4 Tips to Help Students Overcome the Fear of Flying
For most students, embarking on a school-sanctioned class trip is an exciting, once-in-a-lifetime experience. But for a few, it can be a source of great anxiety. The biggest cause of that anxiety is most often the fear of flying.
And they are not alone.
According to the National Institute of Mental Health, between 2.5-6.5% of Americans have a fear of flying. And while having fears is completely normal, we don’t want these phobias to result in students not participating in the group travel experience.
So we’ve compiled a list of FOUR tips for trip leaders to help our students work through their fears of flying.
If the plane hits a bumpy patch during a flight, the natural instinct is to grip a seat or tense up. But reacting like that is the same as telling the brain that we’re in a dangerous situation, which will only feed the fear. Instead, your best bet is to distract the anxious flier.
Captain Ron Nielsen, a pilot in the US, runs courses designed to help people conquer a fear of flying. He suggests that students and trip leaders should travel with pen and paper. If there happens to be a bit of turbulence, he suggests repeatedly writing your name with your non-dominant hand. When explaining this tip on the Today Show in 2017, he said,
“It first causes her to focus extra-hard on what she’s doing, because she doesn’t normally write with her other hand… and not on the turbulence…. it’s actually crossing over her motor function in her brain, using the other side of her brain from what she would normally do. We’re disrupting the thinking.”
Otherwise, electronic devices, books, word puzzles, and adult coloring books can be an excellent source of distraction for anxious fliers. Talk to students ahead of time about the importance of thoughtfully planning what they bring on the flight.
And it wouldn’t be a bad idea to pack a few extra word games in your carry-on.
2. Explain Turbulence
One of the most common causes of anxiety during flight is turbulence. What causes it? Is something wrong with the plane? It’s easy to let our anxieties spiral out of control when we don’t know what we’re dealing with. First and foremost, make sure your students know that turbulence is completely normal. Travel & Leisure explains turbulence this way:
“Airplanes travel on wind flow. Most of the time it’s smooth, making for an easy flight. However sometimes the smooth air turns choppy—think waves on an ocean—causing the plane to rise, fall, and sway as it makes its way across the sky.”
Even though turbulence feels scary, planes are built to withstand massive amounts of it. It’s widely known that passengers will likely feel fewer bumps towards the front of the plane. So if you have the option, sit any anxious fliers near the front of the plane.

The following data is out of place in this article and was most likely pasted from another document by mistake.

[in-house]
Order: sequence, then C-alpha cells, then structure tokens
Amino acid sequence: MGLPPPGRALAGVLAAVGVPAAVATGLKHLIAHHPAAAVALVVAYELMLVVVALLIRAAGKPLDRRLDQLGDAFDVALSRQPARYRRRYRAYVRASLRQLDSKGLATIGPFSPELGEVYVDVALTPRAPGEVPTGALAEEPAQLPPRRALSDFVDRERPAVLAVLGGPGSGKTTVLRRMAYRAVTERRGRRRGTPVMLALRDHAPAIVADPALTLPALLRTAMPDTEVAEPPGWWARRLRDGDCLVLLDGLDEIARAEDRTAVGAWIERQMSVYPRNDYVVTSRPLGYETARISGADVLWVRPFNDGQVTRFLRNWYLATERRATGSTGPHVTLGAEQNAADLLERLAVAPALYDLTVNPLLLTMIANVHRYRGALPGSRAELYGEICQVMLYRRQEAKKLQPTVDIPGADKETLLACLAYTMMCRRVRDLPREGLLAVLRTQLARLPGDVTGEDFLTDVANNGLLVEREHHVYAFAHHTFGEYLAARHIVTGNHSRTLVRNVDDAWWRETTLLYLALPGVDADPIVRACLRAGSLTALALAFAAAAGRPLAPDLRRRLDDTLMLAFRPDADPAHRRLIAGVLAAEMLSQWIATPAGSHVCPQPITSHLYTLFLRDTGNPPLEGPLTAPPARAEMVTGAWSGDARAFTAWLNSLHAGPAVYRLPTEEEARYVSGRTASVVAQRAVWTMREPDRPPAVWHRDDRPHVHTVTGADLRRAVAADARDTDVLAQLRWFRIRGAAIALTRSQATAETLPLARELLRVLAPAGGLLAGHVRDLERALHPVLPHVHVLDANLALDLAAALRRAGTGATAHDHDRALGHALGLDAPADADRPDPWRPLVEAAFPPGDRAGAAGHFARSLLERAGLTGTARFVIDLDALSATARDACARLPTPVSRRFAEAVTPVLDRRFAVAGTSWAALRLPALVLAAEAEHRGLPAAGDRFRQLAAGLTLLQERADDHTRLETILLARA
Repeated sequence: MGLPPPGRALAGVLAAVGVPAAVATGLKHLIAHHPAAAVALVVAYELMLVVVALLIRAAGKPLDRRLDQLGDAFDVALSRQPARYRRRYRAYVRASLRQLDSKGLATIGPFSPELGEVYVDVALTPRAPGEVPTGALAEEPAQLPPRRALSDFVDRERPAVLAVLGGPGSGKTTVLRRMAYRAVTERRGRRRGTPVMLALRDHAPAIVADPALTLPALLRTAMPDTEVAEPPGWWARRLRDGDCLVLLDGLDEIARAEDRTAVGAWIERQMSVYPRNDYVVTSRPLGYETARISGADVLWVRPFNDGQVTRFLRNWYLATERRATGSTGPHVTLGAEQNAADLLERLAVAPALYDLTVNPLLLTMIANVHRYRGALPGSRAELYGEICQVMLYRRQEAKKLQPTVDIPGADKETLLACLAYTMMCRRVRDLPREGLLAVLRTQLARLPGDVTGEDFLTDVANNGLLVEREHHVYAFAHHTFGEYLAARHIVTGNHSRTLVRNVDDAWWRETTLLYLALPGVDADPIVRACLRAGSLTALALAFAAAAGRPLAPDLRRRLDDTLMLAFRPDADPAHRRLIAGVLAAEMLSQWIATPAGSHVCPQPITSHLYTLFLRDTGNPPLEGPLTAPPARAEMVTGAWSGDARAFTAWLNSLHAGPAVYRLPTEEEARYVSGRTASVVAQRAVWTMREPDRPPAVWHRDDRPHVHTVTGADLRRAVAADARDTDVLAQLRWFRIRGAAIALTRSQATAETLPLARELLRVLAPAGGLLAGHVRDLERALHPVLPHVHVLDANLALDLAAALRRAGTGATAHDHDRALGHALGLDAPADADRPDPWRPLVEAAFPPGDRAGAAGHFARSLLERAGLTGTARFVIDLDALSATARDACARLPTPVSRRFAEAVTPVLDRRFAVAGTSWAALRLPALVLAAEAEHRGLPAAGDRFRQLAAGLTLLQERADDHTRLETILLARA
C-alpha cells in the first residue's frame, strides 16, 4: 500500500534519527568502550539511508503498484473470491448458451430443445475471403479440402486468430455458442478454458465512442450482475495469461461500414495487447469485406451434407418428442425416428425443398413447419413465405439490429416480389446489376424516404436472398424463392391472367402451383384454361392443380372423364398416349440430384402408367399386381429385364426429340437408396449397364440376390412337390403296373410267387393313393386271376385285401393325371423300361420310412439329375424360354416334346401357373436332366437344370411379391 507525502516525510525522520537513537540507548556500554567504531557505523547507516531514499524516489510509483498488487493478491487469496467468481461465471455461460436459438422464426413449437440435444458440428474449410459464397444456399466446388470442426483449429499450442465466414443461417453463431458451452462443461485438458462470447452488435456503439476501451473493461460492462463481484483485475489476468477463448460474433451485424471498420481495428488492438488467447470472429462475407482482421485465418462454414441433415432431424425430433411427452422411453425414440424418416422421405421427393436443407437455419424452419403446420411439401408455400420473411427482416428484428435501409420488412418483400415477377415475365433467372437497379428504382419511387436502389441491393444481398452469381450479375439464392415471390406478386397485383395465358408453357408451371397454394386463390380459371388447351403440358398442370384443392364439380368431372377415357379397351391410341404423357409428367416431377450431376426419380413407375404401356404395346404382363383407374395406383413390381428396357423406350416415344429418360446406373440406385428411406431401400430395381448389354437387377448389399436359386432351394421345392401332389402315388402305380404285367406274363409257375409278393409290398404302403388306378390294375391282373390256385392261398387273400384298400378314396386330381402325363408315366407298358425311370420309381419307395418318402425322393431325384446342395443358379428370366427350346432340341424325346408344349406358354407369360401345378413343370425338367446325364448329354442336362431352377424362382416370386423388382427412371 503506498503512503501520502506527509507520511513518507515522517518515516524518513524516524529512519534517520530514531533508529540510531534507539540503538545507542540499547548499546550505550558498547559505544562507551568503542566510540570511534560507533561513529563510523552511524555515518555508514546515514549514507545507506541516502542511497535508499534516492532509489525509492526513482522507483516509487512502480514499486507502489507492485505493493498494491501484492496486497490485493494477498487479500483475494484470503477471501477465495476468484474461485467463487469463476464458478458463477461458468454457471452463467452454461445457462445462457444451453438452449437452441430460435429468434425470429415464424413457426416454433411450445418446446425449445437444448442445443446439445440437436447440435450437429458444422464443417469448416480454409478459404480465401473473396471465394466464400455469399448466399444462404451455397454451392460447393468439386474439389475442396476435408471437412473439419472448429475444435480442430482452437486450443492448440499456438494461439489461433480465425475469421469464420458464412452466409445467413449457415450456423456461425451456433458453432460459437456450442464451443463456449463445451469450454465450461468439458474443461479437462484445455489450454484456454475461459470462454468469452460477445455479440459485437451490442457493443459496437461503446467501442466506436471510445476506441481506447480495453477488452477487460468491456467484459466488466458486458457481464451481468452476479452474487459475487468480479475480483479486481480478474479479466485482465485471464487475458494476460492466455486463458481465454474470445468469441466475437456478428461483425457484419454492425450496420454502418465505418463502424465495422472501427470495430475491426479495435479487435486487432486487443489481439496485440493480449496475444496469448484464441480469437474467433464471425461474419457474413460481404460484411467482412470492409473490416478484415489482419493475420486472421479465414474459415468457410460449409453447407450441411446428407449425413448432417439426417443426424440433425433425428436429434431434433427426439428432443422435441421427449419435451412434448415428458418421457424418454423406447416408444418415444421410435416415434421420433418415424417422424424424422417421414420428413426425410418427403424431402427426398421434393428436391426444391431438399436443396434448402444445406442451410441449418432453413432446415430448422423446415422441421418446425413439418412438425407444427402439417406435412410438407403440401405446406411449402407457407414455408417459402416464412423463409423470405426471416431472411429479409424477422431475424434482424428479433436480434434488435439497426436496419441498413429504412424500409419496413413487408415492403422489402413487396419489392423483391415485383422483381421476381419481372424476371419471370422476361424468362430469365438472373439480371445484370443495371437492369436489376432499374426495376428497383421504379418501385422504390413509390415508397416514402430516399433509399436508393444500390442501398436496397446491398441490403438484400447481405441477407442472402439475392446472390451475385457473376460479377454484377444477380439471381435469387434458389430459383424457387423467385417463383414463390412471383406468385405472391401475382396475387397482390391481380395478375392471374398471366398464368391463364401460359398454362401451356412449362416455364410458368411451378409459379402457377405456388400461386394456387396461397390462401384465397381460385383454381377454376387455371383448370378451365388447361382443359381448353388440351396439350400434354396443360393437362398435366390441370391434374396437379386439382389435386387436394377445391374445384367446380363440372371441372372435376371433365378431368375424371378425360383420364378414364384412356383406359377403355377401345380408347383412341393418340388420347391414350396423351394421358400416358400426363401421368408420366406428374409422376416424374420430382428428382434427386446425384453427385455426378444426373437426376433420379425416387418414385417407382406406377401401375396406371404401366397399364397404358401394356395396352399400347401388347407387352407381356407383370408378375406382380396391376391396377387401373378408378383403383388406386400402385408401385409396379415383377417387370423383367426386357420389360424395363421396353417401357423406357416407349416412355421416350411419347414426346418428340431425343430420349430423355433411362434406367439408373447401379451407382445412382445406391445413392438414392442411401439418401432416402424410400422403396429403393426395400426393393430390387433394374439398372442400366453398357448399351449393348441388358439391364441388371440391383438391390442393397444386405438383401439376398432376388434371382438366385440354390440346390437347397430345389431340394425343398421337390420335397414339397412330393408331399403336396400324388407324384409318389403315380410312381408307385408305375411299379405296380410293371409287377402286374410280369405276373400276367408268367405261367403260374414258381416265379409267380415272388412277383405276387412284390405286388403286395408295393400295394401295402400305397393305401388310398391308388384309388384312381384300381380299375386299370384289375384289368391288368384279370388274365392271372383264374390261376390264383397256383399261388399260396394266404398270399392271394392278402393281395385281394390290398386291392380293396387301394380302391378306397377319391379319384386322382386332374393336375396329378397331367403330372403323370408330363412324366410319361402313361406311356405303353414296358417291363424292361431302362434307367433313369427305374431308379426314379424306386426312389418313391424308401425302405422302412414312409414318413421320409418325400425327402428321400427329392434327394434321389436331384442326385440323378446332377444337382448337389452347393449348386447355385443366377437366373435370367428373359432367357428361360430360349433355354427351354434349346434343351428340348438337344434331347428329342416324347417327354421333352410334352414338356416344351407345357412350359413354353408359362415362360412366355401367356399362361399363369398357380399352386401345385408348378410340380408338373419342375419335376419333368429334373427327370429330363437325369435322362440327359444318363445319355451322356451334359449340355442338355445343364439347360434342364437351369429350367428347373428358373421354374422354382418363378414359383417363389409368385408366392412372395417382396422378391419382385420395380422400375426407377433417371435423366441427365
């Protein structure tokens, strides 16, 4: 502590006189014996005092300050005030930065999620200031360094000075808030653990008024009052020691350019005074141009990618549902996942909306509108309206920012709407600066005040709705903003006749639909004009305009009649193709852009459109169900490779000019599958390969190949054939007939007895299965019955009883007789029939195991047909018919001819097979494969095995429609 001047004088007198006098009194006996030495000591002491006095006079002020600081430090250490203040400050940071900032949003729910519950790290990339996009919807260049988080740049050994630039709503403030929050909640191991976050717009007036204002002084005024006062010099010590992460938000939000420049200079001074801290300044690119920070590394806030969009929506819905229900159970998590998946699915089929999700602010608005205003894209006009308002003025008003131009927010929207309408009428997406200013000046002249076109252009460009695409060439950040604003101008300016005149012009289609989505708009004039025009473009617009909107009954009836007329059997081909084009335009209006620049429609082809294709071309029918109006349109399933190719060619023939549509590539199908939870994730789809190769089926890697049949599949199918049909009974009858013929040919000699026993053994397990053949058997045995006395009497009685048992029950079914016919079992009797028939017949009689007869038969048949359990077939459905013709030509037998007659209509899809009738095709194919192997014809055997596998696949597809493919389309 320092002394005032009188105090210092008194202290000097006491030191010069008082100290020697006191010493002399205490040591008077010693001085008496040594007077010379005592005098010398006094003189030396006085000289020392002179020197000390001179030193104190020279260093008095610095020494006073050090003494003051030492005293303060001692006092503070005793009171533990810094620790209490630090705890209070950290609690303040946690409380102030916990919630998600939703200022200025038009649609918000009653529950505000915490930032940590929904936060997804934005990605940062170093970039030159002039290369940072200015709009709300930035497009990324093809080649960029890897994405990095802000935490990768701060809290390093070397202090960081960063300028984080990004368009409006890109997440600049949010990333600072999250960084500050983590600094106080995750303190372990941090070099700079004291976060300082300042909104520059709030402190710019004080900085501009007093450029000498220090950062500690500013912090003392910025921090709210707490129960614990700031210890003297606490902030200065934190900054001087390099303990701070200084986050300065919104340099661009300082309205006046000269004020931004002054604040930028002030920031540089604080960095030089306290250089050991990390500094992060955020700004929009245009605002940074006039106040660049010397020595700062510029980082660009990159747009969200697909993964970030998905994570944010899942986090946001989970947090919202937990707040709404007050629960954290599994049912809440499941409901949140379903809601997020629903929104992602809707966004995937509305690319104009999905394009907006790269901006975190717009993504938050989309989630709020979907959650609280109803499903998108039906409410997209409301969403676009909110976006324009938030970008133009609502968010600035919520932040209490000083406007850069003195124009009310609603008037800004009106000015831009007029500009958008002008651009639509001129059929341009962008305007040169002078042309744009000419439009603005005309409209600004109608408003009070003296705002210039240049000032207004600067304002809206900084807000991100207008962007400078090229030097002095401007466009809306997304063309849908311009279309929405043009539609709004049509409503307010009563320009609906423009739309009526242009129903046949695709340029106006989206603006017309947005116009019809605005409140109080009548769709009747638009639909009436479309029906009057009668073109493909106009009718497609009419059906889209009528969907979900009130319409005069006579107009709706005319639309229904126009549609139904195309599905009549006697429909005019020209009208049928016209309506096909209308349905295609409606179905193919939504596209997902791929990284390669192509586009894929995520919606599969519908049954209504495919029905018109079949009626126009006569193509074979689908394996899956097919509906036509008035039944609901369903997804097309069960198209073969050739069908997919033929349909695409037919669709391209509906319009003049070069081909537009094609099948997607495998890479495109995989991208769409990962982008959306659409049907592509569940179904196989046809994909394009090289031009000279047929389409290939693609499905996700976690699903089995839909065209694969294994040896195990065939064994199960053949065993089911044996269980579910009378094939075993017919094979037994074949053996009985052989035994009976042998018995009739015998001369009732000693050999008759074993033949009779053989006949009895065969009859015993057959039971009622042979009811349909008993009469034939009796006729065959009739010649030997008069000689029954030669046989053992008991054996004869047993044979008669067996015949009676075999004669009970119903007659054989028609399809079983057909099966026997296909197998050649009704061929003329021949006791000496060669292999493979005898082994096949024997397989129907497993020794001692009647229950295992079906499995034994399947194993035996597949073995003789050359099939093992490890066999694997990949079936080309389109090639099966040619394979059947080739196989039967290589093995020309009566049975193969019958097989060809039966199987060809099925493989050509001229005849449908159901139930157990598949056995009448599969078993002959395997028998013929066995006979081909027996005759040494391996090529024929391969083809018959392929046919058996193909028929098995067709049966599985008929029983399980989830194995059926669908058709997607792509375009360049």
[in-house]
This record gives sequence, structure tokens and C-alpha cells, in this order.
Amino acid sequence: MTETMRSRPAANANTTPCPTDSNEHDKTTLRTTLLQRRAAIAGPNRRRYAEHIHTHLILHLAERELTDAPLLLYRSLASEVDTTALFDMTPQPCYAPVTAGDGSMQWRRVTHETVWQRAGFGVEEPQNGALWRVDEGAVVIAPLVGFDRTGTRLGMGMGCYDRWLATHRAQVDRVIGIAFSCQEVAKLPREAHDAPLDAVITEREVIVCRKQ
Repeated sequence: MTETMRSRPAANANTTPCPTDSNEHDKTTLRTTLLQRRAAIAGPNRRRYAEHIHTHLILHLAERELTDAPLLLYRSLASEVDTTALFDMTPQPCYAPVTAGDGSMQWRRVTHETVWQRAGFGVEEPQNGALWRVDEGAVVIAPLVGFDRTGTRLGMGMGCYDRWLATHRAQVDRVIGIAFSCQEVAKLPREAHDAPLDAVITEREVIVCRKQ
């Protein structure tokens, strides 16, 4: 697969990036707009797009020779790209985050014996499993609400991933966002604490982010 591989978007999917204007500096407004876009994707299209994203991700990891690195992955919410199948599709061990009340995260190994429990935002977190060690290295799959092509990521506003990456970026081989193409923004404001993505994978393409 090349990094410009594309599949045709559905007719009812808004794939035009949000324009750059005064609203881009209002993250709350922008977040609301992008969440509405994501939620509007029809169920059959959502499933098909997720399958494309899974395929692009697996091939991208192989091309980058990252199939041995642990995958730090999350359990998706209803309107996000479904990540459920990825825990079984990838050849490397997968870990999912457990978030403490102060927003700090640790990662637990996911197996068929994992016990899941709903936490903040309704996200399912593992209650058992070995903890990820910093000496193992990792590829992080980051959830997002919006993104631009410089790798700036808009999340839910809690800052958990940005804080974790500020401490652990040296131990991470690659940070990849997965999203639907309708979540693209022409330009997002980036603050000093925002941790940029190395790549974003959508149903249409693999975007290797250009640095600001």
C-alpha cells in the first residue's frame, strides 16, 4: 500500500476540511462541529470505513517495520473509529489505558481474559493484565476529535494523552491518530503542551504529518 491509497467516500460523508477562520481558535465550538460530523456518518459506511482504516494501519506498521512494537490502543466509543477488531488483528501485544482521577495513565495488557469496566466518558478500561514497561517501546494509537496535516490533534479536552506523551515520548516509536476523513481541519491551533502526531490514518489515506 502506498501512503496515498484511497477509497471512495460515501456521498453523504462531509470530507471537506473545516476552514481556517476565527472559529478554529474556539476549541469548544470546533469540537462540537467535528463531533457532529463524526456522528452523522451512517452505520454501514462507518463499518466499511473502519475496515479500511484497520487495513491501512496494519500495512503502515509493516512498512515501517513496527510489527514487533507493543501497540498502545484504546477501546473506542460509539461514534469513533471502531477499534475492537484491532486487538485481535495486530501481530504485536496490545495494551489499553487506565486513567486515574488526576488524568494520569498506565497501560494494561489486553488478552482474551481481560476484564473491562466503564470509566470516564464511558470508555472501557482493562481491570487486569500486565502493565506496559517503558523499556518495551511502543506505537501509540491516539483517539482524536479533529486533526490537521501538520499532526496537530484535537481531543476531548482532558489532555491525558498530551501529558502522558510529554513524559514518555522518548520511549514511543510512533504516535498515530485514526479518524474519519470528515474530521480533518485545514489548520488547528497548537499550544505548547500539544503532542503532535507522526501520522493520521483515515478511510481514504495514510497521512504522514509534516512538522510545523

Visualization can be a powerful technique for overcoming fear. In fact, British Airways runs a fear of flying course at Heathrow Airport in London. In the course, they suggest the following:
“[Prepare] passengers for a flight with a visualization exercise. Get someone to describe the positive flying experience that you are about to have out loud. At the same time, imagine yourself walking through the airport, boarding the plane, finding a seat, and then enjoying a book, film, or conversation on board, until you land safely.”
And this can be done ahead of time, too. Have any nervous fliers start visualizing the process of going through the airport security, boarding the plane, etc. ahead of time to help quell their fears.
Others have found the car metaphor a helpful visualization technique: imagine yourself driving in a car. All roads have small bumps along the way, which rarely cause us fear. The same goes for air travel. Turbulence is just like small bumps in the road.
4. Learn the Facts
And if all else fails, it’s great for trip leaders to be equipped with these fast facts about the safety of air travel:
- Wings will never snap off.
- Engine failure will never result in a plane “plummeting” from the sky.
- All planes can fly with one engine, and if both engines cut out, an aircraft at cruising altitude can glide for 70 miles before it needs to land.
- Planes are designed to be struck by lightning, and they regularly are hit! It’s estimated lightning strikes each aircraft once a year, or once per every 1,000 hours of flight time. But lightning has not resulted in a plane crash since the 1960s.
Air travel continues to be the safest mode of transportation. And while there are reports that airplane turbulence is increasing, it is a normal part of flying and not a cause for concern – and should certainly not be a reason why any student stays behind from a group trip.